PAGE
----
Tales of Destiny - Reader Re-Retroview  

When Talking Swords Attack
by Prince Jeremy, Duke of Otterland

20-25 Hours


Rating definitions 

   A country boy, Stahn Aileron, has hitched a ride on an airship, the Draconis, but is soon discovered as a stowaway. When monsters attack the vessel, he stumbles upon a Swordian, a talking sword, named Dymlos, a relic from the ancient Aeth'er Wars, which will ultimately spark a chain of events that will lead him and several allies to save the world from destruction. Tales of Destiny was the first installment of Namco's Tales series to see its release in North American, and while it isn't the best of the franchise, it does have its charms.

   Like other installments of the series, Destiny features real-time linear combat, with the player controlling Stahn and the A.I. controlling up to three other active characters. There are several customizable A.I. options in the menus and the option to turn off certain spells for characters, although at many times, A.I.-controlled characters strangely have a tendency to stand and do nothing while Stahn hacks away at the enemy. Still, battles are pretty fast-paced, and fortunately, the action of battle pauses when the player changes Stahn's enemy targeting. Four characters, Stahn included, are Swordian Masters, with the player able to equip each Swordian with various kinds of discs that provide stat increases; Swordians also allow their masters to cast magic spells. There isn't much to complain about aside from the inconsistent A.I. and a somewhat-high encounter rate, but combat is easily one of the game's high points.

   Interaction is decent for the most part, with clean menus and good control, although there are some shortcomings, such as the lack of diagonal movement on fields and the ease of missing directions on how to advance the story, with few reminders on how to do so. Furthermore, one dungeon features a puzzle with mistranslated clues that render it impossible to solve without the use of a guide. All in all, interaction isn't perfect, but doesn't severely detract from the game.

He must spend a fortune on shampoo Stahn's hair gets great reception

   Destiny borrows many elements, such as the real-time combat system and many items, from its predecessor, Tales of Phantasia, although it does certainly have its own uniquenesses, such as the tweaks to the battle system and by extent the part of the story (though it generally reflects the generic theme of saving the world from destruction), that make it a distinctive part of the series in its own right.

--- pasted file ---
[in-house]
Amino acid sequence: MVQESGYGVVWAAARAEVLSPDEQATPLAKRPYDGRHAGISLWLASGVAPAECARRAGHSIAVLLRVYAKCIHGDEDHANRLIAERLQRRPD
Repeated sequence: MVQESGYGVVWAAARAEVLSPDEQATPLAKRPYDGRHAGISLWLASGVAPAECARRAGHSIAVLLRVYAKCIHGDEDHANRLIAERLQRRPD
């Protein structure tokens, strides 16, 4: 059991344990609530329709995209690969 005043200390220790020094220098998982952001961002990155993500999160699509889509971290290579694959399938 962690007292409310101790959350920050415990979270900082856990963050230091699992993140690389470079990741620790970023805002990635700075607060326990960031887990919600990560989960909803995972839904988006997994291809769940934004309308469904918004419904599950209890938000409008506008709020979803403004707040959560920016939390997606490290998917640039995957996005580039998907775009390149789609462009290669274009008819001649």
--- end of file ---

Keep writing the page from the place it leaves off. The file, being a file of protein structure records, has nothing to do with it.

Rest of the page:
The story, though, is a bit of a letdown. Most of the characters and villains don't have a whole lot of depth, and the plot generally revolves around the "save the world from destruction" camp present in many other RPGs. There are a few minor twists, and things do get somewhat interesting towards the end, but otherwise, the story isn't much of a reason to play the game or a driving factor throughout it.

   The soundtrack, however, is another of the game's high points, with plenty of catchy tracks, many of which, especially later in the game, have a nice techno style. Namco also left the battle voices in Japanese, which are alright, though the voice actors, as usual, oddly pronounce English words. Still, Destiny is fairly easy on the ears.

   The visuals, though, could've used some improvement. The few anime cutscenes are nice, as are some of the game environs, although the character sprites are disproportionate in and out of battle, and the world map is among the ugliest to appear on the Playstation. Overall, the graphics certainly aren't a major selling point of the game.

   Finally, Destiny isn't a terribly lengthy game, taking somewhere from twenty to twenty-five hours to finish, with few sidequests of which to speak. All in all, Tales of Destiny has some things going for it, like its battle system and music, but also has some things going against it, like its story and little lasting appeal. It isn't the best of the series, but would nonetheless receive a direct sequel and Playstation 2 remake, both of which will unlikely see a North American release. The original version itself is a bit of a rare find nowadays, although it isn't terribly urgent for gamers to experience it.

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